Itchy yet? It’s merely a matter of time: Experts are predicting a major, prolonged onslaught of mosquitoes, ticks and other pesky insects in the Washington region this spring and summer. Of course, these reports immediately caused me to start scratching — and worrying about the health risks associated with bug bites.
The good news first: “For the most part, mosquitoes in this area are more of an annoyance than a serious problem,” says Gary Simon, director of the Division of Infectious Diseases at the George Washington University School of Medicine. “Most of the infections they transmit here are serious but fortunately quite rare, like encephalitis and West Nile virus,” he adds, pointing out that dengue fever, malaria and several other mosquito-borne ailments are an issue only in far-flung tropics. Nonetheless, to counter this year’s expected oversupply of blood-sucking bugs, he recommends such standard precautions as eliminating standing water around your yard that can serve as a breeding ground and regularly using DEET or proven natural repellents such as the oil of lemon eucalyptus.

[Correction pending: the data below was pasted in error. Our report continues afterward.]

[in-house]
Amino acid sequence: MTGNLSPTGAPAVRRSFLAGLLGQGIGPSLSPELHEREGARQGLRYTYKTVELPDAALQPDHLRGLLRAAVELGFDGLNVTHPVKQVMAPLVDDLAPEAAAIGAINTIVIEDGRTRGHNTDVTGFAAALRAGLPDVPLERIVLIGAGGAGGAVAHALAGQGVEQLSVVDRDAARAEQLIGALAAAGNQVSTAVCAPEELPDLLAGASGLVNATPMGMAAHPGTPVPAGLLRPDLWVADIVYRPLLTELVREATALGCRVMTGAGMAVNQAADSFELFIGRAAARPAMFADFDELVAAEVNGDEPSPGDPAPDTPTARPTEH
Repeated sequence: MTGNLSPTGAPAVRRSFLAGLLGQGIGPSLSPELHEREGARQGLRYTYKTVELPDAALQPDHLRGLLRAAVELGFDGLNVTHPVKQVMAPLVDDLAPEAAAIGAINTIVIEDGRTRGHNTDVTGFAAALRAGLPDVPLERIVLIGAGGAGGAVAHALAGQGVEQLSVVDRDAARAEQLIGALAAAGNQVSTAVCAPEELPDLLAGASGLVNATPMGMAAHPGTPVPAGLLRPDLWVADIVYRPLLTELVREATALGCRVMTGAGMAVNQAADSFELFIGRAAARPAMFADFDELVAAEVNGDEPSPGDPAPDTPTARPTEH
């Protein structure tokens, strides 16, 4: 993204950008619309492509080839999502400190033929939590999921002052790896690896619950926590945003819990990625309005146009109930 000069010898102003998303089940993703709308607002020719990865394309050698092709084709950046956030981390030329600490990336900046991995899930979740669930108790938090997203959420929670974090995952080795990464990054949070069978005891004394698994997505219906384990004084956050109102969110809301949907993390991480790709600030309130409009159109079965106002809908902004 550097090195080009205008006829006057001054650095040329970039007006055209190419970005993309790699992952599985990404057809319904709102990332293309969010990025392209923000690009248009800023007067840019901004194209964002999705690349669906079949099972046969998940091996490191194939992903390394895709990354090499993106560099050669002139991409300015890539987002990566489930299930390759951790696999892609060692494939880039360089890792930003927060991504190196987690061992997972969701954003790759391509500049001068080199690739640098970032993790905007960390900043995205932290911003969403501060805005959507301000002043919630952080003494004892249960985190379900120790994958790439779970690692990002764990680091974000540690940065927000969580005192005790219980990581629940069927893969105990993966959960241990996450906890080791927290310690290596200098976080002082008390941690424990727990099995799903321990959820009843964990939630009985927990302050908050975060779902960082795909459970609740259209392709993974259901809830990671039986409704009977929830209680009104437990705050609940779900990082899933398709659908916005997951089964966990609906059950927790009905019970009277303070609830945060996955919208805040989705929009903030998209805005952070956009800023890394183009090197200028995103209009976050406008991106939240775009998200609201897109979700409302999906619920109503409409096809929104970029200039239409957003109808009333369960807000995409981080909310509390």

The bigger concern is ticks, which pose considerable health risks, says Thomas Mather, a professor of public health entomology and director of the University of Rhode Island’s Center for Vector-Borne Disease.
“Generally speaking, there are now more ticks in more places than ever before, and D.C. is right at the nexus,” he explains. “You’ve got lone star ticks coming in from the south, deer ticks coming in from the north, and many suburban areas, like Loudon County, Virginia, have a huge problem with both.”
Feeding the problem is that more of these ticks appear to carry more disease-causing agents than in the past. That includes those that lead to Lyme disease but also lesser-known, equally serious conditions such as the malaria-like babesiosis, and ehrlichiosis and anaplasmosis, both acute infections that are generally mild but can be fatal if left untreated. Human cases of Lyme and these less common diseases have risen sharply in the last decade, as they have spread across the country, according to CDC statistics.